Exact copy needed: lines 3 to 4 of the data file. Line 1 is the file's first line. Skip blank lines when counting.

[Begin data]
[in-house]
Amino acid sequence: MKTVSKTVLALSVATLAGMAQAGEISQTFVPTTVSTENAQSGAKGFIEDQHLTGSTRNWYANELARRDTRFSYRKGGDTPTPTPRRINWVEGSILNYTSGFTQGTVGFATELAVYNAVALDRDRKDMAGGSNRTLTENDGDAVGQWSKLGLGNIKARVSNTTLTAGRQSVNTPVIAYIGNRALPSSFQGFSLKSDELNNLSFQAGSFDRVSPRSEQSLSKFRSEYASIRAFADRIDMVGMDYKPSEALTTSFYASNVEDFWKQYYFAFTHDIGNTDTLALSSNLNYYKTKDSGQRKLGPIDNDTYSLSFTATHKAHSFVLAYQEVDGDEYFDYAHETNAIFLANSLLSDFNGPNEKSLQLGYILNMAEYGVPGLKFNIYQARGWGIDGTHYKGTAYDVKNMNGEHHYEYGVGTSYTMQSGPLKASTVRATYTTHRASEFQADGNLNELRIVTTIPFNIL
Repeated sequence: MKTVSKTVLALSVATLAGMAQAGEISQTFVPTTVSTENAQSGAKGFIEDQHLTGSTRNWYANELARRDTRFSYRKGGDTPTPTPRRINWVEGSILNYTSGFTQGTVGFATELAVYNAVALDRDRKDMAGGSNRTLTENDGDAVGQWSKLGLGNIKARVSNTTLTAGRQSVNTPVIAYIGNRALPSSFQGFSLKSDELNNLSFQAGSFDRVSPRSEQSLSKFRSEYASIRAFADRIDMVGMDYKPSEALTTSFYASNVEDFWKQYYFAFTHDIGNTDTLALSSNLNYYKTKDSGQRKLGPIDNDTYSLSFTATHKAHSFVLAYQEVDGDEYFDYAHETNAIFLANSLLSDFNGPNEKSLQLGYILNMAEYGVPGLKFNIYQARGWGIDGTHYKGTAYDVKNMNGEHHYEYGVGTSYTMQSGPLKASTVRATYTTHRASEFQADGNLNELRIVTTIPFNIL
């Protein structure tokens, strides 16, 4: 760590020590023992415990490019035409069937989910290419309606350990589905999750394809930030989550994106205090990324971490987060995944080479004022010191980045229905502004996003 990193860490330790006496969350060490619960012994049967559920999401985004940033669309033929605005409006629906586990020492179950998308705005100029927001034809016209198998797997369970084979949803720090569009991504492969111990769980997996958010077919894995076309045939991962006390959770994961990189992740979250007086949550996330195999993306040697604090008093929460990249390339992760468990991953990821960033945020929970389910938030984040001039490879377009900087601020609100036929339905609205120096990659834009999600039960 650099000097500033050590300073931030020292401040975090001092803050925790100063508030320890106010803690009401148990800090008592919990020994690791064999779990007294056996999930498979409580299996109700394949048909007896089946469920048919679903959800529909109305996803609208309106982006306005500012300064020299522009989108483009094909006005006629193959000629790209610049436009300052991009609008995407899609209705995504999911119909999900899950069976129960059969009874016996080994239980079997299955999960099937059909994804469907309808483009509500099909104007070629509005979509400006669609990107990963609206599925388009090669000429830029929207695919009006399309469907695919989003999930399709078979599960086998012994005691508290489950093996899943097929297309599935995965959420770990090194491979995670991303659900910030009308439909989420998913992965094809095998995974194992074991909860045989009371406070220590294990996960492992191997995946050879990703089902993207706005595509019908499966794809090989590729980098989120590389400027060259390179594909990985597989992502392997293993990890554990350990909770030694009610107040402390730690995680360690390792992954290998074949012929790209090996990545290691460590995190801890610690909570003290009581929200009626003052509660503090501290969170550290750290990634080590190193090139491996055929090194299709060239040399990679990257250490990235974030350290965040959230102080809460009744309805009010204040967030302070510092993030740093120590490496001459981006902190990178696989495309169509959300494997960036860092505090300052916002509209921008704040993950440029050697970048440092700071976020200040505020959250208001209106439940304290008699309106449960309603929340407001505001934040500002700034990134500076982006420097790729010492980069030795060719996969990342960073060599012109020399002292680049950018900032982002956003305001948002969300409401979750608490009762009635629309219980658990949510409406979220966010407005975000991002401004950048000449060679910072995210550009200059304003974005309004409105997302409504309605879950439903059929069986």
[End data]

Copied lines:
Repeated sequence: MKTVSKTVLALSVATLAGMAQAGEISQTFVPTTVSTENAQSGAKGFIEDQHLTGSTRNWYANELARRDTRFSYRKGGDTPTPTPRRINWVEGSILNYTSGFTQGTVGFATELAVYNAVALDRDRKDMAGGSNRTLTENDGDAVGQWSKLGLGNIKARVSNTTLTAGRQSVNTPVIAYIGNRALPSSFQGFSLKSDELNNLSFQAGSFDRVSPRSEQSLSKFRSEYASIRAFADRIDMVGMDYKPSEALTTSFYASNVEDFWKQYYFAFTHDIGNTDTLALSSNLNYYKTKDSGQRKLGPIDNDTYSLSFTATHKAHSFVLAYQEVDGDEYFDYAHETNAIFLANSLLSDFNGPNEKSLQLGYILNMAEYGVPGLKFNIYQARGWGIDGTHYKGTAYDVKNMNGEHHYEYGVGTSYTMQSGPLKASTVRATYTTHRASEFQADGNLNELRIVTTIPFNIL
């Protein structure tokens, strides 16, 4: 760590020590023992415990490019035409069937989910290419309606350990589905999750394809930030989550994106205090990324971490987060995944080479004022010191980045229905502004996003 990193860490330790006496969350060490619960012994049967559920999401985004940033669309033929605005409006629906586990020492179950998308705005100029927001034809016209198998797997369970084979949803720090569009991504492969111990769980997996958010077919894995076309045939991962006390959770994961990189992740979250007086949550996330195999993306040697604090008093929460990249390339992760468990991953990821960033945020929970389910938030984040001039490879377009900087601020609100036929339905609205120096990659834009999600039960 650099000097500033050590300073931030020292401040975090001092803050925790100063508030320890106010803690009401148990800090008592919990020994690791064999779990007294056996999930498979409580299996109700394949048909007896089946469920048919679903959800529909109305996803609208309106982006306005500012300064020299522009989108483009094909006005006629193959000629790209610049436009300052991009609008995407899609209705995504999911119909999900899950069976129960059969009874016996080994239980079997299955999960099937059909994804469907309808483009509500099909104007070629509005979509400006669609990107990963609206599925388009090669000429830029929207695919009006399309469907695919989003999930399709078979599960086998012994005691508290489950093996899943097929297309599935995965959420770990090194491979995670991303659900910030009308439909989420998913992965094809095998995974194992074991909860045989009371406070220590294990996960492992191997995946050879990703089902993207706005595509019908499966794809090989590729980098989120590389400027060259390179594909990985597989992502392997293993990890554990350990909770030694009610107040402390730690995680360690390792992954290998074949012929790209090996990545290691460590995190801890610690909570003290009581929200009626003052509660503090501290969170550290750290990634080590190193090139491996055929090194299709060239040399990679990257250490990235974030350290965040959230102080809460009744309805009010204040967030302070510092993030740093120590490496001459981006902190990178696989495309169509959300494997960036860092505090300052916002509209921008704040993950440029050697970048440092700071976020200040505020959250208001209106439940304290008699309106449960309603929340407001505001934040500002700034990134500076982006420097790729010492980069030795060719996969990342960073060599012109020399002292680049950018900032982002956003305001948002969300409401979750608490009762009635629309219980658990949510409406979220966010407005975000991002401004950048000449060679910072995210550009200059304003974005309004409105997302409504309605879950439903059929069986």